He said that thanks to his glorious policies, UK unemployment will not increase as much as that of other countries! Bless him! He certainly doesn't think that unemployment is going to decrease. Later on, he clearly pointed out that "we never make forecasts on unemployment". This must mean that the crystal ball can only look into the past, not into the future.

    He criticised the Conservatives' policy of disbanding the Financial Services Authority, saying that all "informed opinion" agrees with him! But surely, we all agree with him, not just the informed opinion!

    When will we have a gigantic bailout of car producers and car-part producers? Please, please, let it be soon! With Labour, no failure can go unrewarded, no success can go unpunished!

  • Comment number 44.

    #38 Jadedjean. You appear to have a uniquely repetitive message, and yet never seem to understand the meaning of that message.

    I have no real idea what causes people to be "not very bright." I suspect it to be a consequence of a multiplicity of factors - but I really don´t know.

    Even if your single explanation is correct then it is dangerous - because it will be misused.

    It is in any case totally irrelevant. You really do not need to be that smart to flip burgers or sell some kind of hot liquid branded as coffee. It positively helps not to be too smart when you earn GBP15,000 per year and yet become pesuadable that you too can buy a house for GBP200,000.

    The dumbing down of the population is a clear policy. It extends to all sectors. Even educated people are forced into narrow specialisations leaving them largely ignorant about everything outside of their specialization.

    Education comes in many forms - schools and colleges certainly, but also from family and communities. Look at the history of mine workers, most miners were not formally well educated, but they had a clear appreciation of the world around them. Often, if their children showed academic talent, great sacrifices were made to ensure that they could receive appropriate formal education.

    You are on to a loser because you are challenging a central policy of the 21st century. That policy is to dumb down the population by whatever means available whilst continually denying that that is the policy.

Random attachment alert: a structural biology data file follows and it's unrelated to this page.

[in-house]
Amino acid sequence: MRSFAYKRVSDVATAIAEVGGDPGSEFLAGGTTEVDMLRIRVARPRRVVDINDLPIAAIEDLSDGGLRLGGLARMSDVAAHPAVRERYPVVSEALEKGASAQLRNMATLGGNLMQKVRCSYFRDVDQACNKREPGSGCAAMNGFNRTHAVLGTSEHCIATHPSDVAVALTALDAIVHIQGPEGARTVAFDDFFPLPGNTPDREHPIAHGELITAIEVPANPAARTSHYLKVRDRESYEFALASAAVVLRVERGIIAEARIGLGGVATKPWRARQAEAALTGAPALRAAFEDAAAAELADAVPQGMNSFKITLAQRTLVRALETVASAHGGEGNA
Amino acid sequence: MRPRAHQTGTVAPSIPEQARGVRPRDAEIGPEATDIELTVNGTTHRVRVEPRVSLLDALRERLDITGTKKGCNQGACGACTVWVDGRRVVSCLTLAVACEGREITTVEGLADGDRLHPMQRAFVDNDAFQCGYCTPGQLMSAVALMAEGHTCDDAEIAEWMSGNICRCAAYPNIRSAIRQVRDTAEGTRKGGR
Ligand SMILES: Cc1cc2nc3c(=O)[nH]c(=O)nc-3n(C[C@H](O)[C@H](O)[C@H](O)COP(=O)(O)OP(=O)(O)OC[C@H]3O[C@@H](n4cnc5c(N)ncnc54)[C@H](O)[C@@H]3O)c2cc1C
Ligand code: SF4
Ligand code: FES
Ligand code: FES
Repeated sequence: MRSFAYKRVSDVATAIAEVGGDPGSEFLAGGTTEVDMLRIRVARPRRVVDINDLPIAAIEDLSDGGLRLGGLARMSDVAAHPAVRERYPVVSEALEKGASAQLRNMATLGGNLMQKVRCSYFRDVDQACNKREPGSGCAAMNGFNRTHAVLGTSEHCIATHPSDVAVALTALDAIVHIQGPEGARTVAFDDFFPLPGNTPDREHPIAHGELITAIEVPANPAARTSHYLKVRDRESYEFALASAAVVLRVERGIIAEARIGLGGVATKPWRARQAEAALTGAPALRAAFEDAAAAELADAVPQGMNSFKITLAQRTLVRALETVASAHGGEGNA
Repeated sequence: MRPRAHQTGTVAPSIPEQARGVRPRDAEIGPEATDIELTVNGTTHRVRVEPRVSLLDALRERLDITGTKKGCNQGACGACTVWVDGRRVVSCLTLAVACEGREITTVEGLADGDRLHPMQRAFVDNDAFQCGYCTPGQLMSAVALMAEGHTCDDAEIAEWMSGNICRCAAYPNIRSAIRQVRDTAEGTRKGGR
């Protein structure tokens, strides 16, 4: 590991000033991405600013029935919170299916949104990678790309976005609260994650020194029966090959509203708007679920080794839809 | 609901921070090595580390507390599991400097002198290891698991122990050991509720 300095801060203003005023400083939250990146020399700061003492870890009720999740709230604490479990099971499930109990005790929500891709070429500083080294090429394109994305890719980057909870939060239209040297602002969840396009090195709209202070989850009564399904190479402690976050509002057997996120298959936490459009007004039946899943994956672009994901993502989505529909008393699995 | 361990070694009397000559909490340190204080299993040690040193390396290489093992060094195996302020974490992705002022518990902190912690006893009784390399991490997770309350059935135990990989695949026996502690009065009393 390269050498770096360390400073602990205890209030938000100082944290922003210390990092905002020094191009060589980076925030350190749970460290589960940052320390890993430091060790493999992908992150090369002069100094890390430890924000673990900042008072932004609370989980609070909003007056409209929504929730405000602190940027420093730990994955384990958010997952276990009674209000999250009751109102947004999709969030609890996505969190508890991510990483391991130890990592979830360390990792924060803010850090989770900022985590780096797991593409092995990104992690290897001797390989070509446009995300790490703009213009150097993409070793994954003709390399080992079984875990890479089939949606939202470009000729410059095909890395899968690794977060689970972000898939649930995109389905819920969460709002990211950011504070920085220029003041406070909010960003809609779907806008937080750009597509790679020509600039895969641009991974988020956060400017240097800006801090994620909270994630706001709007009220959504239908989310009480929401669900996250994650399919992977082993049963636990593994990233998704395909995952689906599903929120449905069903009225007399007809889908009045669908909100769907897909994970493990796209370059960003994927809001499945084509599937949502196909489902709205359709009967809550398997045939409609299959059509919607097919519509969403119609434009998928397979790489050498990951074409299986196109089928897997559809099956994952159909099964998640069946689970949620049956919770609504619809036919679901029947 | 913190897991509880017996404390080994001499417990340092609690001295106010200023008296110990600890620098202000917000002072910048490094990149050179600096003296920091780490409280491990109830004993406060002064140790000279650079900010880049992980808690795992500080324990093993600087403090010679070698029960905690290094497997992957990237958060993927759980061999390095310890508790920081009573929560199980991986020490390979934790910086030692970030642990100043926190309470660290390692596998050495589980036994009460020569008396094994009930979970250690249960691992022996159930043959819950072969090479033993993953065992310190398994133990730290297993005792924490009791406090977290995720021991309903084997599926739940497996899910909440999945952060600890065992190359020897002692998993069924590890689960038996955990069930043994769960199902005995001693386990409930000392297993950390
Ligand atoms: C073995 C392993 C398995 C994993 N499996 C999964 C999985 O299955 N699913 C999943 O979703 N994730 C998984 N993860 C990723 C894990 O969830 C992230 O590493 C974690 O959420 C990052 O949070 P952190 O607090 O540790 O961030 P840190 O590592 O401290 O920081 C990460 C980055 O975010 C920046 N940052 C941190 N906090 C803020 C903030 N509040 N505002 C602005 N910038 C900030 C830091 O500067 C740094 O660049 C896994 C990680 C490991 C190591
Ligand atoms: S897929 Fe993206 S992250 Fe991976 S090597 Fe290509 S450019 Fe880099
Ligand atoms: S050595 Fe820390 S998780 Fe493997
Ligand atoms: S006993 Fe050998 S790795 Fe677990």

Educated people would rise up - and that is why the denial of education will never ever be surrendered.

  • Comment number 45.

    I dont believe anyone who forecasts for the next 6 months to a year, the fact is all forecasters use data modules to predict future data trends and figures.

    The problem with that is (if you are a mathematician like me) current data (since the beginning of the Credit Crunch/recession) is jumping all over the place, which mean the statistical standard variation will be well out of the acceptable value, hence your margin for error is very great to be able to predict any future data/trend. At the moment the needle is jumping all over the place, you cannot get a reading!!

    We need at least 6 month of data stability to be able to forecast where we heading. The only reason why we never saw the recession coming is because it came down very quickly otherwise we would have been predicting it accurately.

  • Comment number 46.

    #40 moorlandwoman wrote:

    'My gut feeling is the UK is going to have a DD sized recession lasting years.'

    ------------------------------------------------

    That's a strange way of quantifying the size of this recession!

    Are you implying that GDP will shrink from size G to DD...please clarify.

  • Comment number 47.

    This does all look as though we are in for a hard time for a generation. Its time the Governments started thinking out of the box, at our standing in the world, our competitiveness, and what we have to offer. Without a doubt, in recent times, we have been more concerned with equality, human rights and political correctness, across the board, as social priority in all areas, education, health, social services etc.
    I reckon the total spend on PC related subjects must be 15% of all spend, if you take into account, related quangos, enquiries, legal cases etc. Related to any inequalities, for example, social services failures versus poor deterent, dumbing down education so as not competitive world wide, and numerous other examples, making schools 50% crowd control, equal professions access etc.